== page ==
Natural menu

Phases of starvation can trigger an energy-saving mode in cells, which enables them to cope better with damage. "From what we know so far about aging processes, nutrition is the most important intervention," says Luigi Fontana, a researcher on calorie restriction research. In the Calerie study, he investigated that this also works in humans.

About 200 subjects took part. Half of them were allowed to eat normally. The others should count calories and consume a quarter less energy. After two years it was clear: the subjects in the diet group were less disciplined than hoped, they had only eaten around twelve percent less.

But even that showed a clear effect on health. Metabolism, blood values ​​and thus the risk of stroke or heart disease had greatly improved in the diet group. "These are fantastic effects that would otherwise take four or five tablets," says Fontana.

He is convinced that each of us could create a little restriction. "You can eat quite a bit, but it has to be as natural food as possible: a lot of vegetables and fiber, for example, less animal or industrially processed products." Intermittent fasting could also help you stay on the ball.

The dimensions of age

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Chronological or biographical age

The last birthday we celebrated says little about our mental abilities or our health. However, the chronological age is decisive, for example legally and socially. Driver's license, eligibility to vote or the start of retirement depend on the chronological age.

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Biological age

Over time, aging leaves traces, for example at the cellular level or in the genes. Research shows that certain patterns in DNA can be used to calculate biological age.

So far, however, there is no generally recognized algorithm or biomarker as a basis for such calculations.

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Social age

This means how a person's affiliation with other people or society changes in the course of life. The contact with family, friends or work colleagues is also of great importance for the later quality of life.

The number of contacts seems to be less important than the quality. A good friend can influence social age just as much as many, but less close acquaintances.

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Psychological age

This includes changes in cognitive functions, such as how well you can remember things or learn new things. The perceived age is also expressed in how we experience our everyday life.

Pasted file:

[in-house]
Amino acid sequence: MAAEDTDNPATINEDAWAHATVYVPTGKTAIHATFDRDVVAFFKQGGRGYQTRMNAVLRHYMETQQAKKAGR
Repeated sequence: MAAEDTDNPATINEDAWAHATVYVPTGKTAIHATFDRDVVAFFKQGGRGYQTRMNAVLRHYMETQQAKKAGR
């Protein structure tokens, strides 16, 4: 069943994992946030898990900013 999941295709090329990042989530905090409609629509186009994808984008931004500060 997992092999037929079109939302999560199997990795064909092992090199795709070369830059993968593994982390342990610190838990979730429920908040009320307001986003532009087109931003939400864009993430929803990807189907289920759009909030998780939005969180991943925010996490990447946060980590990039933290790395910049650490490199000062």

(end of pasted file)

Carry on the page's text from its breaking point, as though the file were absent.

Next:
Are we overwhelmed by things, contact with people, activities? Positive aspects that are included in psychological age are life experience, serenity or resistance to mental disorders.


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There is no universal definition of aging. Depending on your perspective, it affects different aspects of a life.

State-of-the-art anti-aging does not have to be expensive or elitist. This also applies to the aging processes of the brain. There is still no cure for dementia. The question is therefore: What preventive measures keep the brain young for a long time?

Healthy body and mind

In addition to education, our musculoskeletal system seems to be part of the answer, says Professor Andreas Fellgiebel, chief physician at the Clinic for Psychiatry, Psychosomatics and Psychotherapy at the Agaplesion Elisabethenstift in Darmstadt. "In old age it becomes particularly clear how closely a healthy body and a healthy mind are connected."

Studies show that people who are still physically active in old age have a third lower risk of dementia than those who do not exercise. Exercise makes certain areas of the brain grow with age. Without movement, degradation would otherwise be noticeable there.

Long life according to an old recipe

What also keeps us young is the feeling of being needed and living a full life. It is difficult to prove why this social and psychological level plays a role and how it affects the biological aging processes. But it seems to be these feelings that motivate us to enjoy the here and now for as long as possible.

Admittedly, these recommendations for healthy aging sound familiar - healthy eating, exercise, activities and activities, preferably with good friends or family.

"The research findings show, however, that anyone who does all of this is doing a great deal right," says Fellgiebel. Until there is a real rejuvenation pill, everyone will hold the key to long health in their own hands. Not a new thought - but a very comforting one.